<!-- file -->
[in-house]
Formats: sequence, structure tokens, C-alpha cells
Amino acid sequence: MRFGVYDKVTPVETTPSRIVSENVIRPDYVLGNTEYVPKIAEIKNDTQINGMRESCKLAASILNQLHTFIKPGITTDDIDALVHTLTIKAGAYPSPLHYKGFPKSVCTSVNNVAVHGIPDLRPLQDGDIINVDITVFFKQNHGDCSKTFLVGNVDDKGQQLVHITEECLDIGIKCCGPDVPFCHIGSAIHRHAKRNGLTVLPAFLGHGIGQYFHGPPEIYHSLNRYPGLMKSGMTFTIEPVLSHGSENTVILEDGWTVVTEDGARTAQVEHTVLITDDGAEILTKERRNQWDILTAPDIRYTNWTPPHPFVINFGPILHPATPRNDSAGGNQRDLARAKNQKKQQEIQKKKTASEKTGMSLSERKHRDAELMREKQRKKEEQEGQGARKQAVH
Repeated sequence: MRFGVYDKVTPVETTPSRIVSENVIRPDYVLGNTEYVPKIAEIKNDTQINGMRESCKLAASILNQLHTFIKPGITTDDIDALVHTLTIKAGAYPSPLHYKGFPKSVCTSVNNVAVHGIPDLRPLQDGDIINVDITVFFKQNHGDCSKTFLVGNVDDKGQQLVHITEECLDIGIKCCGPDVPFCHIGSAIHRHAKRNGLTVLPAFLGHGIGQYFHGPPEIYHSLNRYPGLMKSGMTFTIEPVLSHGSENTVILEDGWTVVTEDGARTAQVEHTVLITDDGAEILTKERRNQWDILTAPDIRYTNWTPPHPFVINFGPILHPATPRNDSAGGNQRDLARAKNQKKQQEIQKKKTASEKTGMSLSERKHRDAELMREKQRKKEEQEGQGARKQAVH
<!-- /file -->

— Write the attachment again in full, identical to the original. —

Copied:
[in-house]
Formats: sequence, structure tokens, C-alpha cells
Amino acid sequence: MRFGVYDKVTPVETTPSRIVSENVIRPDYVLGNTEYVPKIAEIKNDTQINGMRESCKLAASILNQLHTFIKPGITTDDIDALVHTLTIKAGAYPSPLHYKGFPKSVCTSVNNVAVHGIPDLRPLQDGDIINVDITVFFKQNHGDCSKTFLVGNVDDKGQQLVHITEECLDIGIKCCGPDVPFCHIGSAIHRHAKRNGLTVLPAFLGHGIGQYFHGPPEIYHSLNRYPGLMKSGMTFTIEPVLSHGSENTVILEDGWTVVTEDGARTAQVEHTVLITDDGAEILTKERRNQWDILTAPDIRYTNWTPPHPFVINFGPILHPATPRNDSAGGNQRDLARAKNQKKQQEIQKKKTASEKTGMSLSERKHRDAELMREKQRKKEEQEGQGARKQAVH
Repeated sequence: MRFGVYDKVTPVETTPSRIVSENVIRPDYVLGNTEYVPKIAEIKNDTQINGMRESCKLAASILNQLHTFIKPGITTDDIDALVHTLTIKAGAYPSPLHYKGFPKSVCTSVNNVAVHGIPDLRPLQDGDIINVDITVFFKQNHGDCSKTFLVGNVDDKGQQLVHITEECLDIGIKCCGPDVPFCHIGSAIHRHAKRNGLTVLPAFLGHGIGQYFHGPPEIYHSLNRYPGLMKSGMTFTIEPVLSHGSENTVILEDGWTVVTEDGARTAQVEHTVLITDDGAEILTKERRNQWDILTAPDIRYTNWTPPHPFVINFGPILHPATPRNDSAGGNQRDLARAKNQKKQQEIQKKKTASEKTGMSLSERKHRDAELMREKQRKKEEQEGQGARKQAVH